Practical uses for mathematical concepts is the topic for a monthly public science forum organized by the University of Mississippi Department of Physics and Astronomy.
The spring semester’s second meeting of the Oxford Science Cafe is set for 6 p.m. Tuesday (Feb. 20) at Lusa Pastry Cafe, 2305 West Jackson Ave. Sandra Spiroff, UM associate professor of mathematics, will discuss “When are we ever going to use this?: Some Applications of Mathematics.” Admission is free.
“In 1623, Galileo Galilei wrote, ‘Philosophy is written in this grand book (meaning the universe), which stands continually open to our gaze, but cannot be understood unless one first learns to comprehend the language and interpret the characters in which it is written,'” Spiroff said. “‘It is written in the language of mathematics, without which it is humanly impossible to understand a single word of it.'”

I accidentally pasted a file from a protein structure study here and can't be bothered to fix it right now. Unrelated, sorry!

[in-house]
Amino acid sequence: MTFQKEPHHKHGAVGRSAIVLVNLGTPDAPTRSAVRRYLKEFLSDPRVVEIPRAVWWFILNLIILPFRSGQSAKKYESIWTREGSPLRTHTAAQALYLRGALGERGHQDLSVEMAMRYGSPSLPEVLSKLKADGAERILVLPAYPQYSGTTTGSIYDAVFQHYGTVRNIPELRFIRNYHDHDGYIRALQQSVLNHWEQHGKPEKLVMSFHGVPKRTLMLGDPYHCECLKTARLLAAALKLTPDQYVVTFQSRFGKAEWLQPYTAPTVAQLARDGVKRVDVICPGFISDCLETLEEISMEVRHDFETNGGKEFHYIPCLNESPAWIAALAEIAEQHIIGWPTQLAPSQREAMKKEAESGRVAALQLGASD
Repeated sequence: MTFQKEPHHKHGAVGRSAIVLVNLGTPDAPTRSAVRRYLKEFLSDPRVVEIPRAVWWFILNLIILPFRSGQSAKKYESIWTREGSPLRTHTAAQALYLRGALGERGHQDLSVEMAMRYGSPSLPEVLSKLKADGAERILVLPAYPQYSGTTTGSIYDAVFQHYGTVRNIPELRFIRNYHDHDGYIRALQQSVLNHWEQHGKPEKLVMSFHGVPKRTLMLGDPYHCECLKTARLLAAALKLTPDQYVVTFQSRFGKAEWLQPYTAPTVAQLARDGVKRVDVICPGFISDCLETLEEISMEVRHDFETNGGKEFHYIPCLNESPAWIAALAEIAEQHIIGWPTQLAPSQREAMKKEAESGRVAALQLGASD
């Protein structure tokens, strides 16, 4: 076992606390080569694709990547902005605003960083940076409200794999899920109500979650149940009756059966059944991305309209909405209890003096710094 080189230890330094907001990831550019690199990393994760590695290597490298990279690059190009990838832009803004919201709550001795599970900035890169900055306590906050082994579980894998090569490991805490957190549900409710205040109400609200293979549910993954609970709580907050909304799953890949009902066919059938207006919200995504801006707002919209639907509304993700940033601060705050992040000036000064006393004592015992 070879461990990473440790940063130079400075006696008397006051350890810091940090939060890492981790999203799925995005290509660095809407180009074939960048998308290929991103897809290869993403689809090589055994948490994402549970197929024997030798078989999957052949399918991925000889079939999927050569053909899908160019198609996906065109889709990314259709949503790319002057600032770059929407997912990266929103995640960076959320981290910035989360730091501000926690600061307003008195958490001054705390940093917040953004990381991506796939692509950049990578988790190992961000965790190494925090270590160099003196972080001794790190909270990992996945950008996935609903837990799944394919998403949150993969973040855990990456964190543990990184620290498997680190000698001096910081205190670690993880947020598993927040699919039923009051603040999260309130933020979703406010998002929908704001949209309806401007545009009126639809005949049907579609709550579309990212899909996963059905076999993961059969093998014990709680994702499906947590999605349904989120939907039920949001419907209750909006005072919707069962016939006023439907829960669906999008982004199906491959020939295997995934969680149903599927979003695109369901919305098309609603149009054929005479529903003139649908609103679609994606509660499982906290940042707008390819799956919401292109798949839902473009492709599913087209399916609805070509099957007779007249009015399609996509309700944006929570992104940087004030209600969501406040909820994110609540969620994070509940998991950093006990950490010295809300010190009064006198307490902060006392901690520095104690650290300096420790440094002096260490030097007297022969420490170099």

Spiroff’s 40-minute presentation will explore the mathematics behind some of our everyday experiences.
“In addition, we will use technology to model the behavior we wish to understand,” she said.
Spiroff earned her doctorate at the University of Illinois at Urbana-Champaign. Her research area is commutative algebra, which includes the study of rings, modules, fields, groups, and the maps and invariants associated to these constructions.
She holds a five-year grant from the Simons Foundation and is an advocate for underrepresented groups in the study of mathematics, including women and minorities. Spiroff is organizing a research conference at the Banff International Research Station in Canada for the former and participating in national and regional conferences in support of the latter.
Active in the university’s globalization efforts, Spiroff will be traveling to China with a UM delegation to pursue partnerships with universities in Beijing and beyond. She is vice president of the UM Chapter of Phi Beta Kappa and faculty adviser of the American Mathematical Society Graduate Student Chapter.
For more information about Oxford Science Cafe programs, go to http://www.phy.olemiss.edu/
By Edwin B. Smith
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